This is an excerpt from EERE Network News, a weekly electronic newsletter.

September 18, 2002

Army Corps Selects "Adaptive Migration" at Snake River Dams

The U.S. Army Corps of Engineers has chosen a combination of operational and structural changes to improve the survival of salmon on the lower Snake River. The Corps announced the decision on September 11th, concluding a process that began in 1995. Alternatives examined by the Corps ranged from doing nothing to breaching the dams, options that were explored extensively in public meetings held by the Corps.

The Corps' chosen approach, called "adaptive migration," includes operational changes to improve the coordination and implementation of spilling water past the dams, improved efforts to maintain minimum stream flows, and increased transportation of juvenile fish around the dams. Near-term structural changes include spillway improvements, upgraded fish passage systems, improved facilities for juvenile fish, and additional fish transportation barges. Proposed long-term improvements include turbine upgrades, removable spillway weirs, and new surface bypass structures. See the Corps' Lower Snake River Study Web site.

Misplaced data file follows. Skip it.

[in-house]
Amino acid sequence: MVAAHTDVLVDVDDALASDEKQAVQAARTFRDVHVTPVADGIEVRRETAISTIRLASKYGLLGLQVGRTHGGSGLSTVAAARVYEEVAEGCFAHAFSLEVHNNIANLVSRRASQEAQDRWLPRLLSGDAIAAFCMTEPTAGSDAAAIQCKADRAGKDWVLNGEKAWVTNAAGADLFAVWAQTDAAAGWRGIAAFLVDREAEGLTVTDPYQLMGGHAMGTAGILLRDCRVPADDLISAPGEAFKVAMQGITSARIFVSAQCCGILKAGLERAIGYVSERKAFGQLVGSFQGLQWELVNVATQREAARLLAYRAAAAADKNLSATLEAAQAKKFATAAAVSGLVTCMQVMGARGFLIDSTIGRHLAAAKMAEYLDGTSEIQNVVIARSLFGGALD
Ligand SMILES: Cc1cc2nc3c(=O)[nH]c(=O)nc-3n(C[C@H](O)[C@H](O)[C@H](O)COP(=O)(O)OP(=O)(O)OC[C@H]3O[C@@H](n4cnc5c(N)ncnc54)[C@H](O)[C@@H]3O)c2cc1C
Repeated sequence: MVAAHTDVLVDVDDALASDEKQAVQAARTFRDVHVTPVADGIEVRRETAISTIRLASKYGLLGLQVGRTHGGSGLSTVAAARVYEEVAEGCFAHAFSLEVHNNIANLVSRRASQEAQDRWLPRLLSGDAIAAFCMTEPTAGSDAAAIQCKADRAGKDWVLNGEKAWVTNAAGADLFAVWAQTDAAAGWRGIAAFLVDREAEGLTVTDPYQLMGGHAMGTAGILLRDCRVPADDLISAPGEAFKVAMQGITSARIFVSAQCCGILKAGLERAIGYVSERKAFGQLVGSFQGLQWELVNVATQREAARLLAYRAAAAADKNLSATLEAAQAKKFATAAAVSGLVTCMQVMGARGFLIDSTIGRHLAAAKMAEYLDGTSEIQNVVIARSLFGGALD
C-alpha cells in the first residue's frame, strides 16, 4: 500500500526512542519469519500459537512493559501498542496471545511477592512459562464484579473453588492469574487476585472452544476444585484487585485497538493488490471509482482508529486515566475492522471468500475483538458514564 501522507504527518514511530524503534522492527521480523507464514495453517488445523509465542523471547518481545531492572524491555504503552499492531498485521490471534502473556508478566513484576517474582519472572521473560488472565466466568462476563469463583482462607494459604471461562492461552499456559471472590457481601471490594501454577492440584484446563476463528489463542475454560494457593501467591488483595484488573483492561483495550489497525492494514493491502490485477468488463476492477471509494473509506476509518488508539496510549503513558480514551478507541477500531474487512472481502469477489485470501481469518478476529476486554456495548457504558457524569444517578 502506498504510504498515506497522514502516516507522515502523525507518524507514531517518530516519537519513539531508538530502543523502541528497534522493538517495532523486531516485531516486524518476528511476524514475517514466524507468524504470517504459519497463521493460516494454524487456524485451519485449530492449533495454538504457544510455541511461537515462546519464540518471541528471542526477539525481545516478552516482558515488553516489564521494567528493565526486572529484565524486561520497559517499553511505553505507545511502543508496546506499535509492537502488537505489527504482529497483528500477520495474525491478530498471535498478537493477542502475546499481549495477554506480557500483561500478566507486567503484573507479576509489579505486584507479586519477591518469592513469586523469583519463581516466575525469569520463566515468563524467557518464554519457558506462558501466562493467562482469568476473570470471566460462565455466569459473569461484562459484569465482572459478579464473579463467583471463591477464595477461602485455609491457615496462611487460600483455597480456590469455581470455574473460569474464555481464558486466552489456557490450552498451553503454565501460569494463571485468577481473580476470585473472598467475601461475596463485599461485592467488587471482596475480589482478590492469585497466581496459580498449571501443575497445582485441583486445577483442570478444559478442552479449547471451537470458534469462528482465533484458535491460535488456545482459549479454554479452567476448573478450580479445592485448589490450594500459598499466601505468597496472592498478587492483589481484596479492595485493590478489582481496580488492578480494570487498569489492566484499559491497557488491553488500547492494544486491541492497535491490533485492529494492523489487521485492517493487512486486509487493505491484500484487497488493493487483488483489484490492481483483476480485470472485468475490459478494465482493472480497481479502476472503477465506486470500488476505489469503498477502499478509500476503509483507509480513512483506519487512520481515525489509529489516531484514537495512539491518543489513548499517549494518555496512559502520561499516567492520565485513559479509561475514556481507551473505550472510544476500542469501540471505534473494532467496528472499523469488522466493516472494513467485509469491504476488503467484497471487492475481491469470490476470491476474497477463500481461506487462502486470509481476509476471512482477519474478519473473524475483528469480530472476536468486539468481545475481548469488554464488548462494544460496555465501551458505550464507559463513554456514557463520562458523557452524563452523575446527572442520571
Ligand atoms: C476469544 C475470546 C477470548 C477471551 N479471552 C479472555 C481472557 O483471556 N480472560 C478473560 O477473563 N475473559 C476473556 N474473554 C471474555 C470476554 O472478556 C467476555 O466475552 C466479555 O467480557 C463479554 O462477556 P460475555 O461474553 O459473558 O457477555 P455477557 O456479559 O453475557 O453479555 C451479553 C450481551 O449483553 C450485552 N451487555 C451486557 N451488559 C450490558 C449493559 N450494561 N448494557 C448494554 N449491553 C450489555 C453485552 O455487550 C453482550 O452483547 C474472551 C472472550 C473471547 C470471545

According to a July report from the General Accounting Office, 11 federal agencies have spent roughly $3.6 billion since 1982 in efforts to recover salmon and steelhead populations in the Columbia River Basin. Despite these efforts, the number of salmon and steelhead returning to the basin has averaged only 660,000 per year in recent years, compared to an estimated 16 million in the early 1800s. See the GAO report abstract or go directly to the full report (PDF 6.31 MB). Download Acrobat Reader.

Although the Snake River dams have been spared, American Rivers, a non-profit conservation organization, noted in July that 63 dams in 15 states plus the District of Columbia are scheduled for removal in 2002. But although there are 75,000 dams greater than 6 feet in height in the United States, less than 3 percent are used to generate electricity. Most dams that are being removed no longer serve an economic purpose. See the American Rivers press release.